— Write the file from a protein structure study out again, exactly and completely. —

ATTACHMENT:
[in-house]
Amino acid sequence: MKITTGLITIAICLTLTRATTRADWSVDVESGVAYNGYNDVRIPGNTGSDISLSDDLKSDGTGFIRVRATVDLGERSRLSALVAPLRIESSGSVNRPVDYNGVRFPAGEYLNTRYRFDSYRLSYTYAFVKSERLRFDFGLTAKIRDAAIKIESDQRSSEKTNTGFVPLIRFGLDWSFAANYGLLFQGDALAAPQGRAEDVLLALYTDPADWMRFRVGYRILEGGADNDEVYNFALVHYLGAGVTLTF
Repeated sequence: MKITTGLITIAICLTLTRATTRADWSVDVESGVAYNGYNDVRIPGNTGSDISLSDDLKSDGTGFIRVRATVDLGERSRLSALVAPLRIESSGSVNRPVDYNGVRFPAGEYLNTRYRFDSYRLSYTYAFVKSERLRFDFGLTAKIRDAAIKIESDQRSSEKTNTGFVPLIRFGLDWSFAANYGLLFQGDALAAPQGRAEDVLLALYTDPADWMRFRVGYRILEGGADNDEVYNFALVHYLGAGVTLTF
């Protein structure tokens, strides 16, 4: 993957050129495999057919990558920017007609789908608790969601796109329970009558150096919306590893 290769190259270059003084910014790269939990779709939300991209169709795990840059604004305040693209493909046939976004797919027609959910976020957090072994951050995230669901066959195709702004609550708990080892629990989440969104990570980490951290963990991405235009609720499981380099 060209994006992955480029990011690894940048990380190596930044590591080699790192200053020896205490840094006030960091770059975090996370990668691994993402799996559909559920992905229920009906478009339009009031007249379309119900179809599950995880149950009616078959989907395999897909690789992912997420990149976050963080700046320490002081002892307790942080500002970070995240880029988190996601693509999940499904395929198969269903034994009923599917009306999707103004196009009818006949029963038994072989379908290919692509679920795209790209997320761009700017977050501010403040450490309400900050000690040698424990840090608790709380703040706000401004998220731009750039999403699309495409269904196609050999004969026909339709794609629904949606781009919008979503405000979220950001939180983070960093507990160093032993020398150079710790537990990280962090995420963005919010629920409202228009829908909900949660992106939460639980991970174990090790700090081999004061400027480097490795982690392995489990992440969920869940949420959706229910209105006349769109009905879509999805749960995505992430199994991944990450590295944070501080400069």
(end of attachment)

[in-house]
Amino acid sequence: MKITTGLITIAICLTLTRATTRADWSVDVESGVAYNGYNDVRIPGNTGSDISLSDDLKSDGTGFIRVRATVDLGERSRLSALVAPLRIESSGSVNRPVDYNGVRFPAGEYLNTRYRFDSYRLSYTYAFVKSERLRFDFGLTAKIRDAAIKIESDQRSSEKTNTGFVPLIRFGLDWSFAANYGLLFQGDALAAPQGRAEDVLLALYTDPADWMRFRVGYRILEGGADNDEVYNFALVHYLGAGVTLTF
Repeated sequence: MKITTGLITIAICLTLTRATTRADWSVDVESGVAYNGYNDVRIPGNTGSDISLSDDLKSDGTGFIRVRATVDLGERSRLSALVAPLRIESSGSVNRPVDYNGVRFPAGEYLNTRYRFDSYRLSYTYAFVKSERLRFDFGLTAKIRDAAIKIESDQRSSEKTNTGFVPLIRFGLDWSFAANYGLLFQGDALAAPQGRAEDVLLALYTDPADWMRFRVGYRILEGGADNDEVYNFALVHYLGAGVTLTF
């Protein structure tokens, strides 16, 4: 993957050129495999057919990558920017007609789908608790969601796109329970009558150096919306590893 290769190259270059003084910014790269939990779709939300991209169709795990840059604004305040693209493909046939976004797919027609959910976020957090072994951050995230669901066959195709702004609550708990080892629990989440969104990570980490951290963990991405235009609720499981380099 060209994006992955480029990011690894940048990380190596930044590591080699790192200053020896205490840094006030960091770059975090996370990668691994993402799996559909559920992905229920009906478009339009009031007249379309119900179809599950995880149950009616078959989907395999897909690789992912997420990149976050963080700046320490002081002892307790942080500002970070995240880029988190996601693509999940499904395929198969269903034994009923599917009306999707103004196009009818006949029963038994072989379908290919692509679920795209790209997320761009700017977050501010403040450490309400900050000690040698424990840090608790709380703040706000401004998220731009750039999403699309495409269904196609050999004969026909339709794609629904949606781009919008979503405000979220950001939180983070960093507990160093032993020398150079710790537990990280962090995420963005919010629920409202228009829908909900949660992106939460639980991970174990090790700090081999004061400027480097490795982690392995489990992440969920869940949420959706229910209105006349769109009905879509999805749960995505992430199994991944990450590295944070501080400069």